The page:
In real business operations, paying on cash may not be the only option of purchasing goods. Often, customers (debtors) purchased from you on credit. And you, as the owner, purchased goods from suppliers (creditors) on credit. So, recording numerous numbers of customers and suppliers on credit (throughout one year period) could create a lot of errors. One way to ensure arithmetic accuracy is to do control accounts by bringing multiple debtors/creditors in a year to the control accounts (like a summary throughout the year).
Control accounts are a type of accounting control which is used mainly in manual accounting systems. Control accounts are similar to trial ledger to check for arithmetical accuracy of the accounts, just that control accounts are more detailed in nature and only governs one activities at a time, such as the creditors and debtors amounts.
Please take note that “sales ledger control account‘ is also known as “debtors control account‘ and “purchases ledger control account” is the same as “creditors control account.” Both names should be familiarized because all the names are often used during examination. It is not hard to understand the meaning behind each name, you sale your products/services to a debtors and hence the name sales ledger control account and debtors control account. Likewise, you purchase your products from creditors and hence the name purchase ledger control account and creditors control account.
It should be noted that the following are not included in control accounts,
1) Bad debts recovered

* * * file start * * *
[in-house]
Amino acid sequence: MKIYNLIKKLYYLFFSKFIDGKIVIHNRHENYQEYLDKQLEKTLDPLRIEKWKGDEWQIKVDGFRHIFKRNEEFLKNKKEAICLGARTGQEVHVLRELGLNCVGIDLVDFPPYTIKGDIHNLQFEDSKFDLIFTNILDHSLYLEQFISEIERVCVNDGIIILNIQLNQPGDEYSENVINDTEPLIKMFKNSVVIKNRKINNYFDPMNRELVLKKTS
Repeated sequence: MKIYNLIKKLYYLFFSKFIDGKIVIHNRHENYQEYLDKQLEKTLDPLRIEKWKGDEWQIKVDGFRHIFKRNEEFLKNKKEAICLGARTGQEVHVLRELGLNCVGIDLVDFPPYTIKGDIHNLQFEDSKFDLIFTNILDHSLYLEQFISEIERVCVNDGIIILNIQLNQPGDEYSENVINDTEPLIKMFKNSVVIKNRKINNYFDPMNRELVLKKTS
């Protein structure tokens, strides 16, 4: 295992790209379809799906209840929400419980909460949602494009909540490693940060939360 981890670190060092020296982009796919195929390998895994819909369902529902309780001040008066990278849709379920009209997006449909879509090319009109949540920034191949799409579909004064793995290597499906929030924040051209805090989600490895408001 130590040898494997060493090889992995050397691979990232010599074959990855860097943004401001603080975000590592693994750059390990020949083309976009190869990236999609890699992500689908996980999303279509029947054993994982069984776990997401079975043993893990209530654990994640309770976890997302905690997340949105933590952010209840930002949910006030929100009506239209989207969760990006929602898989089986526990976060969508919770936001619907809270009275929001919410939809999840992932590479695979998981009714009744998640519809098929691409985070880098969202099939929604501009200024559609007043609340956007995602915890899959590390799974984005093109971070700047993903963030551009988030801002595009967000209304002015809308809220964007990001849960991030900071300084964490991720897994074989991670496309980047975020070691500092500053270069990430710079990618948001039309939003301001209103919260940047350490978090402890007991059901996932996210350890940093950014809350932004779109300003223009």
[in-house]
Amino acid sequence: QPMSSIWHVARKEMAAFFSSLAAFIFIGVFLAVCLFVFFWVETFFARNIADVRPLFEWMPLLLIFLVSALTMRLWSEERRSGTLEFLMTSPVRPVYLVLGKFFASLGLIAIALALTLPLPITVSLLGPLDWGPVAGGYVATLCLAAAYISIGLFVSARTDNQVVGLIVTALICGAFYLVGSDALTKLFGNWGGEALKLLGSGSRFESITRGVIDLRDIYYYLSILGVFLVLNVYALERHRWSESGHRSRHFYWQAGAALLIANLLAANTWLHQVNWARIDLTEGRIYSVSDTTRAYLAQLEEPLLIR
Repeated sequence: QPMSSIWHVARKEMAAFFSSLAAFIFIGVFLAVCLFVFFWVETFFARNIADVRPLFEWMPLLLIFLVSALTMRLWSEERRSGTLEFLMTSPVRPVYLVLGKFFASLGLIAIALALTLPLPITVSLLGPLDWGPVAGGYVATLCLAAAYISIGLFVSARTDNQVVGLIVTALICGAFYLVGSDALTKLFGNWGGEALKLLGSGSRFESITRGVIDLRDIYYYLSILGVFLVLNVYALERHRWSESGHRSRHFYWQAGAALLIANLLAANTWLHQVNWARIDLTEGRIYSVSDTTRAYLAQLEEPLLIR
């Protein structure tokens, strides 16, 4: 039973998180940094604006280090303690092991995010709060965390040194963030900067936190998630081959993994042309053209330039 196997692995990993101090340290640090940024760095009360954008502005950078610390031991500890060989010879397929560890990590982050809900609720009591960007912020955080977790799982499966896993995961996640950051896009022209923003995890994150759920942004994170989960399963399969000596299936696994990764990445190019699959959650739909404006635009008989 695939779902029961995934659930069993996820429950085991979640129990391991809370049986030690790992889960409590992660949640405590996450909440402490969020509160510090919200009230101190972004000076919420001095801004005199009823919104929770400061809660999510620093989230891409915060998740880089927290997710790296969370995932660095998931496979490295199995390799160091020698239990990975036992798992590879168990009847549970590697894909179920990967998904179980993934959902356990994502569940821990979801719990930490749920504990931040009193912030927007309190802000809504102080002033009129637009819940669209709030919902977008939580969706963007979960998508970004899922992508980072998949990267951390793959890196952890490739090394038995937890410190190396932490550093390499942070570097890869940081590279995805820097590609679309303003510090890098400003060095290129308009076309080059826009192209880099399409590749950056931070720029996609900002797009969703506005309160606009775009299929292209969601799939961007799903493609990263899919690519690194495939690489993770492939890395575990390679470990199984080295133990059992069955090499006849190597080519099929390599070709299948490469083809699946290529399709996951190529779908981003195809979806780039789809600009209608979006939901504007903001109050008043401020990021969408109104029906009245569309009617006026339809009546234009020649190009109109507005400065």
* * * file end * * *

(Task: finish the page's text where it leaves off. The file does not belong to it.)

2) Cash sales
3) Cash purchases
4) Increase in provision for doubtful debts
These four items do not affect debtors and creditors account.
Format for Debtors Control Account
Not being able to memorize this format could put you in trouble. A simple way to understand this format is to assume the normal debtor account. A normal debtor account will have a debit entry, representing an increase in the debtor account. An a credit entry represents a decrease in the debtor account. A short summary is represented below.
Format for Creditors Control Account
So the same thing goes with understanding this format, anything that will increase the creditors account will have to be credited, and anything that will decrease the creditors account will have to be debited.
If you recall that there is a contra entry for cash and bank account; this application is similar to control accounts. Contra entry occurs when you have a creditor that is a debtor at the same time. So, a supplier or (a creditor) will supply you with goods on credit and at the same time purchasing goods (now acting as a debtor) from you on credit. Contra amount is given most of the time.
(Optional): Useful for A-Level Students.
Note 1: A little bit complicated to explain but imagine this: Business A owes us money because they purchased goods on credit but Business A happens to sell something that our business requires (usually in lower quantity), so we purchased goods from Business A on credit. So we owe each other. For example, Business A owes us $20,000 and we owe Business A $1,000.
Note 2: Similar explanation as Note 1 but with different perspective this time. If our business owes Business A more than Business A owe us, then Business A becomes our creditors. In this context, we owe Business A $20,000 and Business A owes us $1,000.